Purchasing the right material for residential or commercial plumbing systems boils down to one doubt: CPVC vs PVC: Which one to choose? To understand what the difference between PVC and CPVC, you must know their making, characteristics, applications, and limitations. If you are on the quest to know which is better CPVC or PVC, read on!
The full form of PVC pipe is polyvinyl chloride pipe. It is most commonly used in plumbing and drainage systems as an alternative to metal pipes. PVC pipe is known for its durability, strength, ease of installation, and cost-effectiveness, making it one of the most prevalently used plastics in the world. It is a thermoplastic material that is moulded in various shapes for the manufacturing of pipes, fittings, valves, and other liquid handling supplies. Some of the PVC pipe uses include its applications in:
The prefix "poly" means "many" in Latin. Polymers are long chains of monomeric basic units. Vinyl is a type of hydrocarbon group found in plastics. The molecular formula of vinyl chloride monomer, or the fundamental unit for polyvinyl chloride, is C2H3Cl. Polyvinyl chloride is formed by linking many units of this vinyl chloride monomer through a process known as polymerization.
For choosing the right material type for your plumbing systems, you need to understand the limitations of PVC pipes over CPVC pipes to make the right decision. Here are a few limitations you must consider before making the choice:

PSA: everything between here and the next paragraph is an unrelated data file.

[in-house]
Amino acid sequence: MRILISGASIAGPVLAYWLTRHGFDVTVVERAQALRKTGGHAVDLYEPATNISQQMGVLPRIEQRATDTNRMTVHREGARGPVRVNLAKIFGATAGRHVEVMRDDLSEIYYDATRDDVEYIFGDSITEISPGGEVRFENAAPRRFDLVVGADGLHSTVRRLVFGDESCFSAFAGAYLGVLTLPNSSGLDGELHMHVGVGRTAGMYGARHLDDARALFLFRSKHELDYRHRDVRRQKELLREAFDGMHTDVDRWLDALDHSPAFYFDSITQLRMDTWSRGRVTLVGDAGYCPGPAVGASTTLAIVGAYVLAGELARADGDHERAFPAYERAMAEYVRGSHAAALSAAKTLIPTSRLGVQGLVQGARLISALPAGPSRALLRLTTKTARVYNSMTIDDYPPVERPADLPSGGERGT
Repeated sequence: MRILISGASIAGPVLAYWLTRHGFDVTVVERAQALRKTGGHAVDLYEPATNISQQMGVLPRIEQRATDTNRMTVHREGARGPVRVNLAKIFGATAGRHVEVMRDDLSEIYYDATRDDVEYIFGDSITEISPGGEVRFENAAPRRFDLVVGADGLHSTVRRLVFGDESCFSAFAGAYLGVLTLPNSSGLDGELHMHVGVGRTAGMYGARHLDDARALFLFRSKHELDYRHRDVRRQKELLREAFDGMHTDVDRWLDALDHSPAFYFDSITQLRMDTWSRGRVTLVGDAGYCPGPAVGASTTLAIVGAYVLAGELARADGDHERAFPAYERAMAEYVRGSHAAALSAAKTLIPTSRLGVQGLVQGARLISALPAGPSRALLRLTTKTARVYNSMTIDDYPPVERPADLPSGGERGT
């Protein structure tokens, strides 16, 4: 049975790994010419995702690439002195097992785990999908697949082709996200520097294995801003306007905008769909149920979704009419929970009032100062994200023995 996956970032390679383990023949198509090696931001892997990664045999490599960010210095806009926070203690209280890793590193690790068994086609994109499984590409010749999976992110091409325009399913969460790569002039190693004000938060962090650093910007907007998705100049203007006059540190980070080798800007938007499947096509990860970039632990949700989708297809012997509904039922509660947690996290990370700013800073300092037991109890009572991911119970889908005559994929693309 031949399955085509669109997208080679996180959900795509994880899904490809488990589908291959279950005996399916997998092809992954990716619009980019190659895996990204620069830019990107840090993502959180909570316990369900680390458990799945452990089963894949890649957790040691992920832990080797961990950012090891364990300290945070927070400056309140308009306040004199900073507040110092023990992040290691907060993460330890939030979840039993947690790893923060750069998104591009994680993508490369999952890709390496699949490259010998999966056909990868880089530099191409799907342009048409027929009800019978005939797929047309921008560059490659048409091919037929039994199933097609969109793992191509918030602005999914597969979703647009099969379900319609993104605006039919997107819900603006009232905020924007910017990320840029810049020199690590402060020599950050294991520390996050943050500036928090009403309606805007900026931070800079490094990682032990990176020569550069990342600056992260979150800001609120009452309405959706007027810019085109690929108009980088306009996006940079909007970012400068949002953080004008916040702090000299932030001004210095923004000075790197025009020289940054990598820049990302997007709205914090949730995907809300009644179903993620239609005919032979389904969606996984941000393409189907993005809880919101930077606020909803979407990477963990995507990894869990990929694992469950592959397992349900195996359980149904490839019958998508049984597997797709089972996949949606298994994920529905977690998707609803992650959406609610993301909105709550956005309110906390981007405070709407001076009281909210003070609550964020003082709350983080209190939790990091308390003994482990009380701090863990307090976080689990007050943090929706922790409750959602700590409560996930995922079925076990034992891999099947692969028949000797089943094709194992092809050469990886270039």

Both PVC and CPVC resins begin as powders or pellets, often with additives already mixed in. The resin is then shaped or moulded into residential, commercial, and industrial products.
PVC and CPVC are moulded using one of two methods:
CPVC pipes made using the FlowGuard® Plus CPVC compound are the most trusted products widely used for residential and commercial plumbing systems across India. The FlowGuard Plus CPVC compound is the best-in-class as it ensures corrosion resistance, temperature resistance of up to 93°C, UV and fire resistance, ease of installation, long-life performance, low maintenance cost, impressive pressure resistance, and high impact resistance. All of these factors make FlowGuard® Plus CPVC Pipes the best choice for various applications.
It is better to use CPVC instead of PVC because it is a more stable polymer and can withstand higher temperatures in comparison to PVC.
No. PVC is generally not recommended for drinking water because the processes of outgassing and migration of chemical compounds from the plastic will occur when the PVC gets heated.
Materials such as clay, glass, ceramics, and linoleum may prove safer alternatives to PVC.
Yes. PVC pipes are fire-resistant. However, CPVC provides better fire resistance comparatively.